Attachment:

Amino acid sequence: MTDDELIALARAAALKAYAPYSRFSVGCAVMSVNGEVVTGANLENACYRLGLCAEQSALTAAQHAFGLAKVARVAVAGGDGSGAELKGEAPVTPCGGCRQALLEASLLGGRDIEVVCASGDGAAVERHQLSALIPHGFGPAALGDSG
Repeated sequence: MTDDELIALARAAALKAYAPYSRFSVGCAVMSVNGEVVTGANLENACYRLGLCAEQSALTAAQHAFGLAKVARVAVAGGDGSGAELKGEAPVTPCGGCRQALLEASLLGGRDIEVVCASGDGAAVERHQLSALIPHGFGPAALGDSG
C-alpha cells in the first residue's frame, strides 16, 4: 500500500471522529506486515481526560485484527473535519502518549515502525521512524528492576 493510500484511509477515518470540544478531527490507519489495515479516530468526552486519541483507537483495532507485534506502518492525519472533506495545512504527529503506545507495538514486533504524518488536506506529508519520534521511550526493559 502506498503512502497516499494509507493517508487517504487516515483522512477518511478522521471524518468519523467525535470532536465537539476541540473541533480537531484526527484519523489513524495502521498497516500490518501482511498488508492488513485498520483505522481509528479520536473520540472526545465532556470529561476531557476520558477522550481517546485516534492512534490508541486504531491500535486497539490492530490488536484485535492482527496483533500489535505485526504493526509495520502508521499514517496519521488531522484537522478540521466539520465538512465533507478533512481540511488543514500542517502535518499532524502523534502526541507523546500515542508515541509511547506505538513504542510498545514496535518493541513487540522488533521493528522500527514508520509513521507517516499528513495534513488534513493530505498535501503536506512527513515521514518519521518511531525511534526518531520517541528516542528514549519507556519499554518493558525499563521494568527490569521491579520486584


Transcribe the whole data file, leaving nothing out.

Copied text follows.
Amino acid sequence: MTDDELIALARAAALKAYAPYSRFSVGCAVMSVNGEVVTGANLENACYRLGLCAEQSALTAAQHAFGLAKVARVAVAGGDGSGAELKGEAPVTPCGGCRQALLEASLLGGRDIEVVCASGDGAAVERHQLSALIPHGFGPAALGDSG
Repeated sequence: MTDDELIALARAAALKAYAPYSRFSVGCAVMSVNGEVVTGANLENACYRLGLCAEQSALTAAQHAFGLAKVARVAVAGGDGSGAELKGEAPVTPCGGCRQALLEASLLGGRDIEVVCASGDGAAVERHQLSALIPHGFGPAALGDSG
C-alpha cells in the first residue's frame, strides 16, 4: 500500500471522529506486515481526560485484527473535519502518549515502525521512524528492576 493510500484511509477515518470540544478531527490507519489495515479516530468526552486519541483507537483495532507485534506502518492525519472533506495545512504527529503506545507495538514486533504524518488536506506529508519520534521511550526493559 502506498503512502497516499494509507493517508487517504487516515483522512477518511478522521471524518468519523467525535470532536465537539476541540473541533480537531484526527484519523489513524495502521498497516500490518501482511498488508492488513485498520483505522481509528479520536473520540472526545465532556470529561476531557476520558477522550481517546485516534492512534490508541486504531491500535486497539490492530490488536484485535492482527496483533500489535505485526504493526509495520502508521499514517496519521488531522484537522478540521466539520465538512465533507478533512481540511488543514500542517502535518499532524502523534502526541507523546500515542508515541509511547506505538513504542510498545514496535518493541513487540522488533521493528522500527514508520509513521507517516499528513495534513488534513493530505498535501503536506512527513515521514518519521518511531525511534526518531520517541528516542528514549519507556519499554518493558525499563521494568527490569521491579520486584